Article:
Well, the girls get back this morning from their South East Asian tour. It will be nice to see them.
It's really quite odd.
I decided some considerable time ago that the probabilities were that climate change was a problem and that we needed to do something about it. Then Neil increased his focus on climate change on his Google Reader. As a dedicated reader, I have at least scanned the material. At the end of the process, I find myself with a higher degree of skepticism, as well as a somewhat greater degree of disinterest.
I have tried to work out why this might be the case, because it is an emotional rather than logical reaction.
I don't bother reading much of the anti-climate change stuff, although I do scan it from time to time because it does sometimes contain useful material about the sillier proposed responses to climate change. I find that helpful. Now when exposed to so much pro-climate change material I find myself responding in the same way as I so often do to the anti-material, I turn off.
I think that my core problem remains that, having decided that climate change is a real problem, I want to better understand what we might do about it. Neil's post, Also getting impatient with Mr Garrett, contains a useful link through to a McKinsey paper that attempts to rank various options by cost. However, the paper left me dissatisfied because it didn't give me enough information to make my own judgements.
I suppose, too, that I am more interested at the moment in the question of what Australia might do. It seems quite clear that there are going to be significant variations between countries as to the best course, taking into account economic and geographic differences.
If you look at my arguments on public administration and policy in an Australian context, you will see that one of my continuing themes is the way in which one-size fits all national policies fail because they fail to take into account diversity within this country. Global action on climate change faces the same type of problem, but just writ very large. To manage this, we really need to have worked through the detail as to which options will best suit this country, given overall potential targets and our specific conditions.
By the way, Neil, I have been enjoying the variety of posts on Neil's Second Decade!
Sticking with public administration for the moment, one of my difficulties in arguing for change in current approaches to public policy and administration, a topic that is probably eye-glazingly dull for many readers, lies in the risk of simply being typed as old fashioned, as harking back to some past golden age. There is no such thing, of course.
There have been two legs to my arguments.
The first is that current approaches simply don't work very well. Over the last three years I think that I have had a pretty good predictive record in pointing out why some things were unlikely to work, along with the reasons why. There was no rocket science in this, simply the application of first principles combined with experience and a bit of research. While I do take some degree of morbid pleasure in my track record, it would obviously be better if things did work.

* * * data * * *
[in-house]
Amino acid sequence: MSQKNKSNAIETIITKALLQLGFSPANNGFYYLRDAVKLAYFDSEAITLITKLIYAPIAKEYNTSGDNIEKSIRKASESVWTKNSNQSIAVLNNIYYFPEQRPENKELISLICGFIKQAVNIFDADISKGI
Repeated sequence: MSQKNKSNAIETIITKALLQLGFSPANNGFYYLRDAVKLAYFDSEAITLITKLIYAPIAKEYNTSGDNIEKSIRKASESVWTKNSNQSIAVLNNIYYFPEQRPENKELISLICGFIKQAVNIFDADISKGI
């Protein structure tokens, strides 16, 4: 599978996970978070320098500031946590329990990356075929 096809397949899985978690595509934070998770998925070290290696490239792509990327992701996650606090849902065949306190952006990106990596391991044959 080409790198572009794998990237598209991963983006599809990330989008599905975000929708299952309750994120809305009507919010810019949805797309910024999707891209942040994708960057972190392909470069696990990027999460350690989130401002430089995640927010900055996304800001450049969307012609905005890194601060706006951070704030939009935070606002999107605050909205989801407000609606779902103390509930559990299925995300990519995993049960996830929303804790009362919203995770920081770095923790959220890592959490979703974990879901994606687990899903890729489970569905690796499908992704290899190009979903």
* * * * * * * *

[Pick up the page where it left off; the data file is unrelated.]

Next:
The home insulation fiasco has drawn out some of the things that I have been talking about in quite dramatic fashion. Now here there has been some very revealing evidence before the current Senate Inquiry. By the way, do read my last post, Patrician Rudd, after you have read this one.
The Office of the Coordinator General was set up to supervise the rollout of stimulus programs and coordinate with states and territories. According to the ABC report:
Coordinator General Glenys Beauchamp said her office did not raise any safety concerns with Mr Rudd or other ministers following the first three deaths.
"There wasn't much point in briefing the PM or Minister [Mark] Arbib on something that was already in the public arena," she said.
She also confirmed that no concerns were raised with her.
I blinked. The first line of reporting should have been Environment to Minister Garrett. But how can you see not much point in briefing just because things were already in the public arena?
When asked if she considered the program a success, Ms Beauchamp replied: "From the department's point of view we had arrangements in place to monitor the program and the program was meeting its milestones."
Exactly. I have written a fair bit about the problems that can arise with the current approaches to cascading milestones and key performance indicators. Once you have them, you have to work to them even when it becomes clear that they are incomplete or don't necessarily make sense.
The inquiry also heard that the Government had made it clear there should be no delay to the July 1, 2009 start-up date for the program.
"There certainly was a strong view by Government and by senior officials that we should continue to press on to meet the timeframes that had been set out by the Government," former coordinator general Mike Mrdak said.
While I have been critical of the Rudd Government's approach in trying to do too much too soon and in a mechanistic way without working all the issues through, I don't necessarily have a problem with this one. This was an economic stimulus measure that had to be delivered in certain time frames to achieve its effect.
The key issue is how you manage the risks and uncertainties that flow from the necessary haste.
The second leg to my argument about the need for reform covers the changes that need to be made to improve performance. This one is far harder to both develop and argue, for the systemic problems we now have are due to a complex interaction between different forces including public opinion, the media and prevailing views about structure, governance and management.
While I will continue to dig away at particular policy problems, I guess you can expect a fair bit more now on what needs to be done at a system level.